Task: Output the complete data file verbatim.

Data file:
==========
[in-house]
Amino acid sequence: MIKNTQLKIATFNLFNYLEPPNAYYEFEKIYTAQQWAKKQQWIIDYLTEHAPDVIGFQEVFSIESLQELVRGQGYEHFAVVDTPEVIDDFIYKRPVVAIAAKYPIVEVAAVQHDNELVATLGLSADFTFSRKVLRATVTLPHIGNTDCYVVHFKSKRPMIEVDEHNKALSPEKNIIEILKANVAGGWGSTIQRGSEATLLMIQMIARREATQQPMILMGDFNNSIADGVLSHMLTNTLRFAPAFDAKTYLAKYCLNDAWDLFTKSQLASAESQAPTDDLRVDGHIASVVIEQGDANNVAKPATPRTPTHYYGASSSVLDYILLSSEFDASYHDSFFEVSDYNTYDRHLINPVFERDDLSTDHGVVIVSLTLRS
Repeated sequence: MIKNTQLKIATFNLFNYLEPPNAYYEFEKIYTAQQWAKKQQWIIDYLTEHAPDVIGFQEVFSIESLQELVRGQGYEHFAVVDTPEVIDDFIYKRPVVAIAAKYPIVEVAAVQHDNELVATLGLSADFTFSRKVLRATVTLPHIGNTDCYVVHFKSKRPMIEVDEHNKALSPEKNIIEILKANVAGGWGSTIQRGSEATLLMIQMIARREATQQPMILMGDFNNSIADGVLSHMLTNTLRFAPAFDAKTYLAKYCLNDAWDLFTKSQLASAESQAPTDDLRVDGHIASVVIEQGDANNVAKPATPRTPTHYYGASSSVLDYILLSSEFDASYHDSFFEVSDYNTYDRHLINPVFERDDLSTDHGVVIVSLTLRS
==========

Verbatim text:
[in-house]
Amino acid sequence: MIKNTQLKIATFNLFNYLEPPNAYYEFEKIYTAQQWAKKQQWIIDYLTEHAPDVIGFQEVFSIESLQELVRGQGYEHFAVVDTPEVIDDFIYKRPVVAIAAKYPIVEVAAVQHDNELVATLGLSADFTFSRKVLRATVTLPHIGNTDCYVVHFKSKRPMIEVDEHNKALSPEKNIIEILKANVAGGWGSTIQRGSEATLLMIQMIARREATQQPMILMGDFNNSIADGVLSHMLTNTLRFAPAFDAKTYLAKYCLNDAWDLFTKSQLASAESQAPTDDLRVDGHIASVVIEQGDANNVAKPATPRTPTHYYGASSSVLDYILLSSEFDASYHDSFFEVSDYNTYDRHLINPVFERDDLSTDHGVVIVSLTLRS
Repeated sequence: MIKNTQLKIATFNLFNYLEPPNAYYEFEKIYTAQQWAKKQQWIIDYLTEHAPDVIGFQEVFSIESLQELVRGQGYEHFAVVDTPEVIDDFIYKRPVVAIAAKYPIVEVAAVQHDNELVATLGLSADFTFSRKVLRATVTLPHIGNTDCYVVHFKSKRPMIEVDEHNKALSPEKNIIEILKANVAGGWGSTIQRGSEATLLMIQMIARREATQQPMILMGDFNNSIADGVLSHMLTNTLRFAPAFDAKTYLAKYCLNDAWDLFTKSQLASAESQAPTDDLRVDGHIASVVIEQGDANNVAKPATPRTPTHYYGASSSVLDYILLSSEFDASYHDSFFEVSDYNTYDRHLINPVFERDDLSTDHGVVIVSLTLRS